The numbers are pretty impressive. The team at the Nashville Entrepreneur Center has vetted more than 2,000 company ideas in four years and the 81 companies that have launched under its umbrella have raised more than $25 million. Over at three-year-old JumpStart Foundry, which focuses on quickly developing ideas into companies, half of its alumni that are still in business have raised follow-on capital averaging $800,000 per round.
So it’s clear something good is at work in Nashville when it comes to the very specific model of bringing to life a startup that can quickly receive venture capital. But the main backers of the incubators have had to learn their own lessons along the way.
Michael Burcham, CEO of the EC, says his team has learned (or consistently re-learned) that the following concepts are crucial to making the incubation process work:
• Test the value of business models: Burcham says there inevitably is a fundamental flaw in even a good idea. Persistently poking at the assumptions being made will make for a better company at an earlier point in time.
• Get customer validation early: Many entrepreneurs will focus much of their attention on getting their initial product just right before going to market. Burcham says his team has found it much more productive to get a good — rather than perfect — product into the hands of users and then solicit feedback.
• Know why investors invest: A typical angel investor, Burcham says, is looking for a return of at least 10 times his investment. That means start-up founders accepting angel funding need to focus on getting their companies to a big valuation more quickly. One solution he often recommends: Think about raising less money early on, but growing faster toward your next funding benchmark.
The Jumpstart microfund was launched with the idea of helping first-time entrepreneurs launch companies with very little money and in very little time. Founder Vic Gatto held monthly pitch meetings and funded seven concepts in 2010. For the following year, he decided to tap into the network effect and bring his handful of new investments together at the same time.
“We hold people to an almost unrealistic standard of building a company — develop a product, find beta customers, then find paying customers — in three months,” Gatto says. “With the cohort model, we realized how much progress they could make by teaching each other and helping each other.”
That same benefit of scale also has boosted the EC’s ability to lift all boats. Moving into the EC’s new Rolling Mill Hill home this summer boosted the number of seats to 80 from 18, setting the stage for so many more interactions among participants and mentors.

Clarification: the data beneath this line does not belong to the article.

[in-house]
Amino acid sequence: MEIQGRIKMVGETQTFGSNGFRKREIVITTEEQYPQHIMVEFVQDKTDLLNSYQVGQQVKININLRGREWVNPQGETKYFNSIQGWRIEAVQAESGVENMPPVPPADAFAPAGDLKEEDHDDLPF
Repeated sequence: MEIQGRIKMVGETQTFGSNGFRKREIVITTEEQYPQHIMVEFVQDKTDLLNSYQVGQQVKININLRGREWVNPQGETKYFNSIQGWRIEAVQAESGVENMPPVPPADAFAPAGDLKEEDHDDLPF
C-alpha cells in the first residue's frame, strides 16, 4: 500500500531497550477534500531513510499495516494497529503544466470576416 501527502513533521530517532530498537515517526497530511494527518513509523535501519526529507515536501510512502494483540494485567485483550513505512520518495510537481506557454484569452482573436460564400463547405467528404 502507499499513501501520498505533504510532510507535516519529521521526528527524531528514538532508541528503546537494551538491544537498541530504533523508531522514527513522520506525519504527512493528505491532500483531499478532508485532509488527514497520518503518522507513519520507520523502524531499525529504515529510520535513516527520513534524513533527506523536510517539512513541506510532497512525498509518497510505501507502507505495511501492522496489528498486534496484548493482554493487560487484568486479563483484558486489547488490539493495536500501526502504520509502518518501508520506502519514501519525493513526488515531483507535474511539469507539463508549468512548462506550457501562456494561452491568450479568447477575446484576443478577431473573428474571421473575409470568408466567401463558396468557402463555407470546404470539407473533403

On top of that, the bigger space has allowed the EC to make available more spaces for mentoring and education. A key design change with those: Rather than make them for one-on-one interactions with mentors, there are now six to eight chairs available.
“One-on-one talks tend to slip into the mentor giving advice and the entrepreneur following that advice,” Burcham says. “With the bigger space and more people at the table providing input, we’re forcing the CEO to think more like a leader. They have to weigh all that’s been said and make a decision.”
One thing both the EC and Jumpstart are paying attention to is finding ways to maintain the momentum generated by their programs. For Burcham and his team, that involves finding better ways to connect alumni to good content, particularly with an eye on avoiding the downside of the growth curve.
“It’s about always refining your model,” Burcham says. “We’re asking them to keep thinking about the next iteration of their company.”
Gatto is looking west to give his graduates “another shot in the arm.” Jumpstart earlier this year opened an office inside the nestGSV incubator in Silicon Valley, where alumni will receive office space and apartments to keep building their networks.
Earlier this year, Jumpstart and the EC also launched JumpWerx, which aims to inject elements of incubation into larger organizations by teaming groups from those companies with entrepreneurs looking to build products.
And just in case you were thinking that incubating businesses in Middle Tennessee has become easier, consider this: Both Burcham and Gatto say the typical venture today begins life in better shape than its predecessors of even just a few years ago. That means the bar has been raised for the EC and Jumpstart.
“It’s easier to make a credible company now,” Gatto says. “But it’s harder to make a credible company work in the market.”
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